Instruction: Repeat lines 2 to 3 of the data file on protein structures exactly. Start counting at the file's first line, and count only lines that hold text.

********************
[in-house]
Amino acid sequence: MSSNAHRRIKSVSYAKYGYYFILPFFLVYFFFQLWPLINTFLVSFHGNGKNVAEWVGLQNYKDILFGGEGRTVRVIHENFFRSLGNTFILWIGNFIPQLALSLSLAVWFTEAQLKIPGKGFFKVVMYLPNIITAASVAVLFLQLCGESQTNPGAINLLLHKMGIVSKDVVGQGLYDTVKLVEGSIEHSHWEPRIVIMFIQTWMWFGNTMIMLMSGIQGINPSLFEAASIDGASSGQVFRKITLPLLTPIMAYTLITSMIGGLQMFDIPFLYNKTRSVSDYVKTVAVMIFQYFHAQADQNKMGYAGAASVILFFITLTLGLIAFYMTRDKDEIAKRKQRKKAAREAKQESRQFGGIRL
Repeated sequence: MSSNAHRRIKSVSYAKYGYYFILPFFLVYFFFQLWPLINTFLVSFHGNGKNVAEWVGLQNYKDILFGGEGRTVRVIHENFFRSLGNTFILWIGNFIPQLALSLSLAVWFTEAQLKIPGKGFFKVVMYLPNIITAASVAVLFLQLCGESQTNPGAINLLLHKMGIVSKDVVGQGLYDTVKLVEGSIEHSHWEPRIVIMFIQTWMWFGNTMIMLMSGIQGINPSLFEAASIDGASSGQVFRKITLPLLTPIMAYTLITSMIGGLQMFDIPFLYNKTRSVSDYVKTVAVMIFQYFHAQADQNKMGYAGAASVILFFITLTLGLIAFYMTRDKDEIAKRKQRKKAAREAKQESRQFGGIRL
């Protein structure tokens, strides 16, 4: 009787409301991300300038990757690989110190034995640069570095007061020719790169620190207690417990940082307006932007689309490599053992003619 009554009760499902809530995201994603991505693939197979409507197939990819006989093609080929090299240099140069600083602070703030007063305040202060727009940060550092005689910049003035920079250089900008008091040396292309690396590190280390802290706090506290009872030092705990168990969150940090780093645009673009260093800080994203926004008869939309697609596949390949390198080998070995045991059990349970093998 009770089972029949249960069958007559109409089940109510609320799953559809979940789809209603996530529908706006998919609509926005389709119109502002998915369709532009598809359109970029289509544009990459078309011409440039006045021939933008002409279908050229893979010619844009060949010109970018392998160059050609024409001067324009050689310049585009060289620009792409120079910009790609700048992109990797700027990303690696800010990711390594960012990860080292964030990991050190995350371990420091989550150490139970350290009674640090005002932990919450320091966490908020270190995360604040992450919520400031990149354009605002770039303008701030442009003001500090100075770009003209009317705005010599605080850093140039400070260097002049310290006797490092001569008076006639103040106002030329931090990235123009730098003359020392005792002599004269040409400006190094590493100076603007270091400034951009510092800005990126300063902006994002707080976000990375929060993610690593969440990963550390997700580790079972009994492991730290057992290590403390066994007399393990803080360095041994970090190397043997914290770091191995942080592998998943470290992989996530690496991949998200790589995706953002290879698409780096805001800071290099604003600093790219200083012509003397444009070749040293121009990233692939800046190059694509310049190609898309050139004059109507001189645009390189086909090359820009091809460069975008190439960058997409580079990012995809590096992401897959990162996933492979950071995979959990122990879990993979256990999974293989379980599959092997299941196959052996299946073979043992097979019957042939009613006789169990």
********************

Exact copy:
Amino acid sequence: MSSNAHRRIKSVSYAKYGYYFILPFFLVYFFFQLWPLINTFLVSFHGNGKNVAEWVGLQNYKDILFGGEGRTVRVIHENFFRSLGNTFILWIGNFIPQLALSLSLAVWFTEAQLKIPGKGFFKVVMYLPNIITAASVAVLFLQLCGESQTNPGAINLLLHKMGIVSKDVVGQGLYDTVKLVEGSIEHSHWEPRIVIMFIQTWMWFGNTMIMLMSGIQGINPSLFEAASIDGASSGQVFRKITLPLLTPIMAYTLITSMIGGLQMFDIPFLYNKTRSVSDYVKTVAVMIFQYFHAQADQNKMGYAGAASVILFFITLTLGLIAFYMTRDKDEIAKRKQRKKAAREAKQESRQFGGIRL
Repeated sequence: MSSNAHRRIKSVSYAKYGYYFILPFFLVYFFFQLWPLINTFLVSFHGNGKNVAEWVGLQNYKDILFGGEGRTVRVIHENFFRSLGNTFILWIGNFIPQLALSLSLAVWFTEAQLKIPGKGFFKVVMYLPNIITAASVAVLFLQLCGESQTNPGAINLLLHKMGIVSKDVVGQGLYDTVKLVEGSIEHSHWEPRIVIMFIQTWMWFGNTMIMLMSGIQGINPSLFEAASIDGASSGQVFRKITLPLLTPIMAYTLITSMIGGLQMFDIPFLYNKTRSVSDYVKTVAVMIFQYFHAQADQNKMGYAGAASVILFFITLTLGLIAFYMTRDKDEIAKRKQRKKAAREAKQESRQFGGIRL